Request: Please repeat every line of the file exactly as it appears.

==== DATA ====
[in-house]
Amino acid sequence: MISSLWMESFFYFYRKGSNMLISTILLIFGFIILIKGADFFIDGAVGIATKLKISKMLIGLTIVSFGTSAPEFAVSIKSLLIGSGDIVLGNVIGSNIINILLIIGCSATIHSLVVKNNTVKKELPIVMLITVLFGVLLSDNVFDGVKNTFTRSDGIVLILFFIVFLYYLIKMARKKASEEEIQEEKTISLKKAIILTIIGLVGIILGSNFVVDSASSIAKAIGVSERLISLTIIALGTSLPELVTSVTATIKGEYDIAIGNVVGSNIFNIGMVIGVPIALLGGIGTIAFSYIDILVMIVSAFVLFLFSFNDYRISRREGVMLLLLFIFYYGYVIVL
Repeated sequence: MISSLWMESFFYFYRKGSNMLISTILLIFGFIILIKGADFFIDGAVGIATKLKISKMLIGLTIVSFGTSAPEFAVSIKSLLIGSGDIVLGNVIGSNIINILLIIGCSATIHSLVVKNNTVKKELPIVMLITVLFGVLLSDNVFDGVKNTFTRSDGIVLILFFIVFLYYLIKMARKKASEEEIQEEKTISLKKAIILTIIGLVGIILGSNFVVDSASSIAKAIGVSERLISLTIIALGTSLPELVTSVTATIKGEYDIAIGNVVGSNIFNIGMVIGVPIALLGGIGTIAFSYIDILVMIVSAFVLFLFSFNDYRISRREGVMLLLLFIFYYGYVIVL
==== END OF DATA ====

[in-house]
Amino acid sequence: MISSLWMESFFYFYRKGSNMLISTILLIFGFIILIKGADFFIDGAVGIATKLKISKMLIGLTIVSFGTSAPEFAVSIKSLLIGSGDIVLGNVIGSNIINILLIIGCSATIHSLVVKNNTVKKELPIVMLITVLFGVLLSDNVFDGVKNTFTRSDGIVLILFFIVFLYYLIKMARKKASEEEIQEEKTISLKKAIILTIIGLVGIILGSNFVVDSASSIAKAIGVSERLISLTIIALGTSLPELVTSVTATIKGEYDIAIGNVVGSNIFNIGMVIGVPIALLGGIGTIAFSYIDILVMIVSAFVLFLFSFNDYRISRREGVMLLLLFIFYYGYVIVL
Repeated sequence: MISSLWMESFFYFYRKGSNMLISTILLIFGFIILIKGADFFIDGAVGIATKLKISKMLIGLTIVSFGTSAPEFAVSIKSLLIGSGDIVLGNVIGSNIINILLIIGCSATIHSLVVKNNTVKKELPIVMLITVLFGVLLSDNVFDGVKNTFTRSDGIVLILFFIVFLYYLIKMARKKASEEEIQEEKTISLKKAIILTIIGLVGIILGSNFVVDSASSIAKAIGVSERLISLTIIALGTSLPELVTSVTATIKGEYDIAIGNVVGSNIFNIGMVIGVPIALLGGIGTIAFSYIDILVMIVSAFVLFLFSFNDYRISRREGVMLLLLFIFYYGYVIVL